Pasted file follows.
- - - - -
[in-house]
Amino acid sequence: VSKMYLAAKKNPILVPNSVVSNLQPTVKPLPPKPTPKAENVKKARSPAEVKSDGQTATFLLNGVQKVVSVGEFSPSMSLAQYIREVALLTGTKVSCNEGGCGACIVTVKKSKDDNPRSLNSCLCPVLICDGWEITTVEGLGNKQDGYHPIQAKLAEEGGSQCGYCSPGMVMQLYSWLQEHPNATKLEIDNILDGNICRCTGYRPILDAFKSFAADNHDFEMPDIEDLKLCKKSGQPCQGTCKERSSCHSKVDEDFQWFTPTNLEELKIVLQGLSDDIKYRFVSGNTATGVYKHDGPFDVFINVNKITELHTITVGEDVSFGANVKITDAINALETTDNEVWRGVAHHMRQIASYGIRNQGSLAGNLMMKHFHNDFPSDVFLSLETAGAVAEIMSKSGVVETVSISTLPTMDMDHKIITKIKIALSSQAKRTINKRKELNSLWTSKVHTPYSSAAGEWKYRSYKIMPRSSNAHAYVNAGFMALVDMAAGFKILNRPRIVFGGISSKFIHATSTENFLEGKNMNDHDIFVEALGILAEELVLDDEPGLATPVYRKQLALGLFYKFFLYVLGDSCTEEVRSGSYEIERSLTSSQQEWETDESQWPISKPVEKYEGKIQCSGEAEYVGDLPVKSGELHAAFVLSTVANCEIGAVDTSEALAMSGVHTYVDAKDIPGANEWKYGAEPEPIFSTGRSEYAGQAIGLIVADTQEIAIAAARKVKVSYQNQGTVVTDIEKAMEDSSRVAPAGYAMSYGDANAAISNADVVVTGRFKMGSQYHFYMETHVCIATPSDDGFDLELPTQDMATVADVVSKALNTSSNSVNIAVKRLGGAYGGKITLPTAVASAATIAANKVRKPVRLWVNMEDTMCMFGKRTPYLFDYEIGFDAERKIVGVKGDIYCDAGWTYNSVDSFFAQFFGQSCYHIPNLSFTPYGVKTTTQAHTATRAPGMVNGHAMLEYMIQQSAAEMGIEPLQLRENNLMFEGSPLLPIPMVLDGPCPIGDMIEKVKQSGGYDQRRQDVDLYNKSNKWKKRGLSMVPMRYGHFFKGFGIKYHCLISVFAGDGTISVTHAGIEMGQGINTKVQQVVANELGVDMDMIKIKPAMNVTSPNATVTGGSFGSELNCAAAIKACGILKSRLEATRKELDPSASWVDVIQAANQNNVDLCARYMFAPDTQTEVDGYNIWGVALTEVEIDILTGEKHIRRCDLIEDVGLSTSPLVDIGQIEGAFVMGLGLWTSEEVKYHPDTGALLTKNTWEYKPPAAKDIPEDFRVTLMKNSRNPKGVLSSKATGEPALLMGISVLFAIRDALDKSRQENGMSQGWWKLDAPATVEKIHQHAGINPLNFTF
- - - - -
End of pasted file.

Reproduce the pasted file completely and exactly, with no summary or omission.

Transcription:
[in-house]
Amino acid sequence: VSKMYLAAKKNPILVPNSVVSNLQPTVKPLPPKPTPKAENVKKARSPAEVKSDGQTATFLLNGVQKVVSVGEFSPSMSLAQYIREVALLTGTKVSCNEGGCGACIVTVKKSKDDNPRSLNSCLCPVLICDGWEITTVEGLGNKQDGYHPIQAKLAEEGGSQCGYCSPGMVMQLYSWLQEHPNATKLEIDNILDGNICRCTGYRPILDAFKSFAADNHDFEMPDIEDLKLCKKSGQPCQGTCKERSSCHSKVDEDFQWFTPTNLEELKIVLQGLSDDIKYRFVSGNTATGVYKHDGPFDVFINVNKITELHTITVGEDVSFGANVKITDAINALETTDNEVWRGVAHHMRQIASYGIRNQGSLAGNLMMKHFHNDFPSDVFLSLETAGAVAEIMSKSGVVETVSISTLPTMDMDHKIITKIKIALSSQAKRTINKRKELNSLWTSKVHTPYSSAAGEWKYRSYKIMPRSSNAHAYVNAGFMALVDMAAGFKILNRPRIVFGGISSKFIHATSTENFLEGKNMNDHDIFVEALGILAEELVLDDEPGLATPVYRKQLALGLFYKFFLYVLGDSCTEEVRSGSYEIERSLTSSQQEWETDESQWPISKPVEKYEGKIQCSGEAEYVGDLPVKSGELHAAFVLSTVANCEIGAVDTSEALAMSGVHTYVDAKDIPGANEWKYGAEPEPIFSTGRSEYAGQAIGLIVADTQEIAIAAARKVKVSYQNQGTVVTDIEKAMEDSSRVAPAGYAMSYGDANAAISNADVVVTGRFKMGSQYHFYMETHVCIATPSDDGFDLELPTQDMATVADVVSKALNTSSNSVNIAVKRLGGAYGGKITLPTAVASAATIAANKVRKPVRLWVNMEDTMCMFGKRTPYLFDYEIGFDAERKIVGVKGDIYCDAGWTYNSVDSFFAQFFGQSCYHIPNLSFTPYGVKTTTQAHTATRAPGMVNGHAMLEYMIQQSAAEMGIEPLQLRENNLMFEGSPLLPIPMVLDGPCPIGDMIEKVKQSGGYDQRRQDVDLYNKSNKWKKRGLSMVPMRYGHFFKGFGIKYHCLISVFAGDGTISVTHAGIEMGQGINTKVQQVVANELGVDMDMIKIKPAMNVTSPNATVTGGSFGSELNCAAAIKACGILKSRLEATRKELDPSASWVDVIQAANQNNVDLCARYMFAPDTQTEVDGYNIWGVALTEVEIDILTGEKHIRRCDLIEDVGLSTSPLVDIGQIEGAFVMGLGLWTSEEVKYHPDTGALLTKNTWEYKPPAAKDIPEDFRVTLMKNSRNPKGVLSSKATGEPALLMGISVLFAIRDALDKSRQENGMSQGWWKLDAPATVEKIHQHAGINPLNFTF